Knuckled Under

As Paul noted in his QotD, I have no love whatsoever for John McCain. He is the arch evil villain Huggy McClingman to my Zoologica, and should he get the GOP nomination in 2008, the written history of the ensuing battle will be worthy of no less than Homer himself.

But in terms of an antipathy from which I can draw little humor about its depths and causes, no one, but no one, is worse than Dubya. He is, truly, peerless in his capacity to send me into a red-faced, fist-clenching fury that even nearly two solid years of blog rants has not managed to assuage. In the best moments, I am only riddled with hopeless despair, as opposed to wanting to put my fist through the nearest wall.

The majority of my ire’s source is, of course, his policies, which are catastrophic—the ultimate realization of every extremist conservative wet dream, marching destructively across the American landscape and annihilating in their path any and all remnant of progressive policy or thought. And then there’s the other thing that fuels my indignant discontent, the flipside of that now-familiar canard about what a great drinking buddy Bush would be—I just don’t like the guy.

Yesterday, I read an excerpt of the much-discussed new Ron Suskind book, The One Percent Doctrine, at Drum’s place that perfectly encapsulated what it is I despise about the president. The scene is Harvard Business School, 1975. Bush is captain of his class' basketball team, which is playing the Class of '76 team.

The game was tight. The other team's captain, Gary Engle...went up for a shot. Bush slugged him — an elbow to the mouth, knocking him to the parquet. "What the hell are you doing?" Engle remembers saying. "What, you want to get into a fistfight and both of us end up in the fucking emergency room?" Bush just smiled.

Moments later, at the other end of the court, Engle went up high for a rebound and felt someone chop his legs out from under him. Bush again. Engle jumped up and threw the ball in Bush's face. The two went at it until two teams of future business leaders leapt on their captains, pulling them apart. Engle, angry and vexed by what had happened, began wondering why the hell Bush would have done what he did. He lost his composure, and his team lost its leader.

A few years later, Engle...bumped into Jeb Bush....Engle, a Republican contributor, had thought from time to time about his game against George. Nothing like that had happened to him before or since. This was his chance to get a little insight about it. He told the story. Jeb kind of laughed, Engle recalled. "In Texas, they call guys like George 'a hard case.' It wasn't easy being his brother, either. He truly enjoys getting people to knuckle under."
He truly enjoys getting people to knuckle under.

Drum comments, “This, apparently, is the real Bush Doctrine: America's goal is to get the rest of the world to knuckle under to us, one dimwitted action at a time.” Clearly, that’s right—but it’s also incomplete. The Bush doctrine is to get the rest of the world to knuckle under to America, and America to knuckle under to him.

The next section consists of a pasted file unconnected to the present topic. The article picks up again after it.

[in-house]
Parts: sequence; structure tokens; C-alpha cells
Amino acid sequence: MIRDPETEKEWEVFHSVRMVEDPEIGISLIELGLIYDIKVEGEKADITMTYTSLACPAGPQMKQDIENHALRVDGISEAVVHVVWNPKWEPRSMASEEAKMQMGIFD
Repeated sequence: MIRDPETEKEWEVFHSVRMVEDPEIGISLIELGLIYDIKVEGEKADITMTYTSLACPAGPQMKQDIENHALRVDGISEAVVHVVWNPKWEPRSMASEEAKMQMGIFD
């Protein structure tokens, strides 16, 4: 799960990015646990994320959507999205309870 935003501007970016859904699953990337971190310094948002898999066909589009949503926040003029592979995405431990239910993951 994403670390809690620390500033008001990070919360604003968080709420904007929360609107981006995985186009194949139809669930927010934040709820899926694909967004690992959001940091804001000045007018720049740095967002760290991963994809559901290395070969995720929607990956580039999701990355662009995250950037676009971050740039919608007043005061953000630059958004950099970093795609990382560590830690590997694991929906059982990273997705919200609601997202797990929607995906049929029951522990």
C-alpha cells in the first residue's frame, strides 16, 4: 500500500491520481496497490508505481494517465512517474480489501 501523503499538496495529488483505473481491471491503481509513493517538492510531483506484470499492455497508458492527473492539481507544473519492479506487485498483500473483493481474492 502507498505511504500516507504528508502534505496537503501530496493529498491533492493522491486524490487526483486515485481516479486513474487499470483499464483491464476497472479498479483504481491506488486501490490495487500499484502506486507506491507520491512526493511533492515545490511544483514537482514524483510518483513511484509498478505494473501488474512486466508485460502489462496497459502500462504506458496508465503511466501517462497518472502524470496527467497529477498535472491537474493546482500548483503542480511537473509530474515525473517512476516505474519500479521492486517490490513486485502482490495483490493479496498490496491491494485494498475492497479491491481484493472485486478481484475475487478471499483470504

He found his way into office because the SCOTUS knuckled under to him. He’s enjoyed unprecedented favorable coverage in the face of disaster because the media knuckled under to him. His administration acts outside the law with no accountability because Congress knuckled under to him. And those who don’t submit willingly to the threat of an elbow jab get that elbow in the mouth. What progressive, war dissenter, Republican who refuses to toe the party line—any person who disagrees with him in any measure—has not felt the crunch of bone against his or her jaw as Bush or one of his army of operatives lands the perfect shot with a mendacious smear, denied access, or an accusation of treason?

And worst of all, he enjoys it.

He always has. Illegal, but gratifying. Kind of like leaking the identity of a covert CIA operative. Or penning in signing statements and claiming executive privilege to ignore the law. Or going after Saddam on the basis of cherry-picked intelligence, delivered to a fear-paralyzed populace while asserting hopes that war is avoidable, even as it the plan is already in motion. He knows it’s wrong, but it feels so right.

Those of us who refuse to knuckle under gaze out at a country we no longer recognize through swollen and blackened eyes. We feel beat up— tired and weak to our very bones. Some days I swear I’d rather plunge a dull butter knife into my temple than write one more word documenting their endless stream of bullshit, even though I’ve no delusions about the importance of my individual action; it doesn’t mean a whole lot in the scheme of things. But I’ll be goddamned if I knuckle under for Bush and his thugs. I’ll never give them the satisfaction. And that means something to me.

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